Doing Life Together

Doing Life Together


Parenting a Biting Toddler: What to Do

posted by Linda Mintle

People leave churches for all kinds of reasons. But when Jimmy bit Chelsea during the praise and worship time, Chelea’s family neeeded a little more grace and a better understanding of child development.

Biting and hitting, though never acceptable behaviors, are normal behaviors for children between the ages of one and two. Developmentally, toddlers are exploring their world through the mouth, a source of pleasure and power. They also may be teething (biting feels good on swollen gums), needing attention  (negative attention is attention) or imitating others. Biting and hitting are ways to express emotions and relieve immediate frustration, anger or other uncomfortable feelings. And biting and hitting are also ways of coping with an environment that is too stimulating or overcrowded and isn’t working for the child.

In order to help a toddler stop hitting or biting, adults must understand these behaviors from the perspective of the child. Toddlers are impulsive and lack self-control. They are easily frustrated or upset and do not talk about their feelings. They simply react. They are not trying to purposely hurt another child, but use sounds and actions to communicate how they feel, express autonomy and to control others. And because of their age, they don’t fully understand the concept of hurting another child.  So when a child takes a toy, pushes, or refuses to cooperate, the toddler may hit or bite that child. That’s when adults should intervene and teach toddlers how to better handle their frustrations and prevent hurtful behavior.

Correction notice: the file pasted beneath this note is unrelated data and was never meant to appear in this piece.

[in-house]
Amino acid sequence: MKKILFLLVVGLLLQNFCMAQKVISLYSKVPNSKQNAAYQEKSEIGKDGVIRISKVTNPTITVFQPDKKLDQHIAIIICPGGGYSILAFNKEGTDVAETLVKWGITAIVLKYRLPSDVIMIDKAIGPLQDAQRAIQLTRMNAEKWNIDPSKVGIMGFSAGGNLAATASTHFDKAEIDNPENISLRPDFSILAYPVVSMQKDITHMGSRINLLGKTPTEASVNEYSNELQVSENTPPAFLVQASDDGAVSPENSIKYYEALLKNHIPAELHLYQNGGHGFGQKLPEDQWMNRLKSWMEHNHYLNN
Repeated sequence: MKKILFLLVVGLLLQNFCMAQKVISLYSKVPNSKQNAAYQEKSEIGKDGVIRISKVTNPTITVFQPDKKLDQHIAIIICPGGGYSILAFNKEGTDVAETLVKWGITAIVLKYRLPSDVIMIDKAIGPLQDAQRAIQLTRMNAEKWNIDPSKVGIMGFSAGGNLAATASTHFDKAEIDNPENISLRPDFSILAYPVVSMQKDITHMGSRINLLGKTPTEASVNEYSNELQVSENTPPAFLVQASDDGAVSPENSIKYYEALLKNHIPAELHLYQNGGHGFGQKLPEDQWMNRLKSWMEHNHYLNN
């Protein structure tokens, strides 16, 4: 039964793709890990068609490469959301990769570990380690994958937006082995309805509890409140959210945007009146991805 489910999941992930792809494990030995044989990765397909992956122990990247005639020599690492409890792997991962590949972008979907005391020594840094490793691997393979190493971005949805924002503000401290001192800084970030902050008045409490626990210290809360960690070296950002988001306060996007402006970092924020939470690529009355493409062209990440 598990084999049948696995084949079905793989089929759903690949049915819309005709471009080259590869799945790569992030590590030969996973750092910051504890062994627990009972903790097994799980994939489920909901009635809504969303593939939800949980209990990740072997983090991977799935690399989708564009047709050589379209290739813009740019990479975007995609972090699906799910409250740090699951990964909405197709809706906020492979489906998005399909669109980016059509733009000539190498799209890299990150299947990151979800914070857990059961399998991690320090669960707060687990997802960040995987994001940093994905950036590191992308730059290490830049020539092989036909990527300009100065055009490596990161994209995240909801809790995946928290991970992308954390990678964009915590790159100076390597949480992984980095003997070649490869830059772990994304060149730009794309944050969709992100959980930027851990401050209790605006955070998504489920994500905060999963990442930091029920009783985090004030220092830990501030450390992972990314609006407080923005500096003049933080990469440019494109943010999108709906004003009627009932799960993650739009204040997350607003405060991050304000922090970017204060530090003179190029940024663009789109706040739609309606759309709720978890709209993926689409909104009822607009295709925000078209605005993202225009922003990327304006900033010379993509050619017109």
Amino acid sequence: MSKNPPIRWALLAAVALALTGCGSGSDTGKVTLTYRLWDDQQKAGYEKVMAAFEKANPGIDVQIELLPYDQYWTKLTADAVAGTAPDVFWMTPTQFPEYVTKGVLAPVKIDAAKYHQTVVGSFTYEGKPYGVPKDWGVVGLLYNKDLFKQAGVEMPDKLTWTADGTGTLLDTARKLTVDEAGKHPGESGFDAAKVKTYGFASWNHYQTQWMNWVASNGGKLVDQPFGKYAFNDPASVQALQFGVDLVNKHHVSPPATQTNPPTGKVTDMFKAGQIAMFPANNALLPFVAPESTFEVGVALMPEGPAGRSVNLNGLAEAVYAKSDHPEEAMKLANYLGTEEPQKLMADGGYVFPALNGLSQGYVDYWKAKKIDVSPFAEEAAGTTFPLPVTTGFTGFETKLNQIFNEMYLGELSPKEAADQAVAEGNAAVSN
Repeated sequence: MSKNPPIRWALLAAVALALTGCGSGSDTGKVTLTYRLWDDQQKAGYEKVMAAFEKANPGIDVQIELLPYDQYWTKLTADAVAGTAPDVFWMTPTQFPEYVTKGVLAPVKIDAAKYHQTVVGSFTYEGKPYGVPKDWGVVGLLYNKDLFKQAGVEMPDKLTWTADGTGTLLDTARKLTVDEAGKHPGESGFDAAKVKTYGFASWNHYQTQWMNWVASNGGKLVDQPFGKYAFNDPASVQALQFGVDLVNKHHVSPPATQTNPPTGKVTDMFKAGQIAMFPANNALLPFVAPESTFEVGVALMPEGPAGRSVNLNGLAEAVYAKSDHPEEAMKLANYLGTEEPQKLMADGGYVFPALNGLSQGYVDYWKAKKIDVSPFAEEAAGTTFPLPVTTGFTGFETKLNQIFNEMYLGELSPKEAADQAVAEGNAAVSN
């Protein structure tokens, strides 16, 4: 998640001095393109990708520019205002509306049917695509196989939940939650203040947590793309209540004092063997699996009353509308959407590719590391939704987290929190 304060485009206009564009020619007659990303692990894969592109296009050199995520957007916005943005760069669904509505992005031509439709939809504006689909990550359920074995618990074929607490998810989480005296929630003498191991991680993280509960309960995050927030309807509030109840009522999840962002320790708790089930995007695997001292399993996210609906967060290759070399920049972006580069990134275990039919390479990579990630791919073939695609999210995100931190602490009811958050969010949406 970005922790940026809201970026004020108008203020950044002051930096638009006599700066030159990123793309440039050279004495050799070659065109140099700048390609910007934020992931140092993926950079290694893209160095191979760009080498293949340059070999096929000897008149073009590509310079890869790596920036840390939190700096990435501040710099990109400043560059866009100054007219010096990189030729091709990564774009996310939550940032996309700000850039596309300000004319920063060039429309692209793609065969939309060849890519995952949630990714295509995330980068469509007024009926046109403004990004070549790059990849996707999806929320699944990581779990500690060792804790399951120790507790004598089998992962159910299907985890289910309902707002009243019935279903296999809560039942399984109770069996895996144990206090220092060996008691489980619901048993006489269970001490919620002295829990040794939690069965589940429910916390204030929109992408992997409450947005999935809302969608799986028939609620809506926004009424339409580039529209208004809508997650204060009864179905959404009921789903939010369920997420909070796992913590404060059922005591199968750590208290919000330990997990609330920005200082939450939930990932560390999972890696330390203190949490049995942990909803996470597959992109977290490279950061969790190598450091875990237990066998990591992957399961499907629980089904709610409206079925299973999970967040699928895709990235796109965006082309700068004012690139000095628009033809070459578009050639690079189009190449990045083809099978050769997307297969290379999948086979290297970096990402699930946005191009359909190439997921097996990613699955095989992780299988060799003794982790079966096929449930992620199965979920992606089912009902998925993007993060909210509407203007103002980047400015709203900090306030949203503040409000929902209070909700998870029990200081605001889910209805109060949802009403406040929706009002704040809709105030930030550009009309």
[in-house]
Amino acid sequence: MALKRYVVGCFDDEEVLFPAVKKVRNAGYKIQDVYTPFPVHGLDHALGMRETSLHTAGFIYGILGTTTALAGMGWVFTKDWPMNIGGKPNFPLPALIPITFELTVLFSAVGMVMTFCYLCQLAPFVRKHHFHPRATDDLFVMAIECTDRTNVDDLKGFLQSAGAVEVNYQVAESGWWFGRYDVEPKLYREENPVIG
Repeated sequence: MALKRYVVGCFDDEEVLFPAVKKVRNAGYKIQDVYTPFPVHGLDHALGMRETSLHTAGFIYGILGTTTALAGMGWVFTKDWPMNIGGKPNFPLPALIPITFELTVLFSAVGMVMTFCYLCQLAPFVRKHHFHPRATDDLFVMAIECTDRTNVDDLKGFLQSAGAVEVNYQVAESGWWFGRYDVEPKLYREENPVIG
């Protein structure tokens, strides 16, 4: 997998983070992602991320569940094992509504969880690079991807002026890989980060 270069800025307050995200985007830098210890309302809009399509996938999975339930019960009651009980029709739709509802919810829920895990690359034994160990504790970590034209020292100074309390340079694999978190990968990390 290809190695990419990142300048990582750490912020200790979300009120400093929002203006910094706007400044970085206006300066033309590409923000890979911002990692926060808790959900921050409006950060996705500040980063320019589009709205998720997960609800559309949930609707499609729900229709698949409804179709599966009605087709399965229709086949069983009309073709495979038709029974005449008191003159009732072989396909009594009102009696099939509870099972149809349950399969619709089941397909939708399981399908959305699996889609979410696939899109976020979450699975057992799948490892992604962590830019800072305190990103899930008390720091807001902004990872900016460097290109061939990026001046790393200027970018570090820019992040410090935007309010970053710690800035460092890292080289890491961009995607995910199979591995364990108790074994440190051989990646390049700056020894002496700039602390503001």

To do so, one must figure out when, why and with whom the biting occurs. For example, if a nursery is overcrowded and toys must be shared, this could trigger biting or hitting. Intervening would require keeping a watchful eye on the play, reminding children not to bite, and praising cooperative behavior. Teaching children to share what is available would also be important. In other cases, simple fixes like giving a child a teething ring, a needed nap, snacks for hunger and teaching him or her to say “Mine” or “No” during play can prevent biting and hitting. No matter the trigger, the best approach is to stay calm, stop the behavior and direct attention to the hurt child.

Finally, be clear in a group setting and in your family as to how biting and hitting will be handled before these behaviors occur. If biting and hitting do not improve within a few days or weeks of intervention, then these behaviors could signal a more serious issue that may need additional intervention by a mental health or health provider.  Most often, these behaviors will pass as the child grows and is positively guided by loving adults.

 



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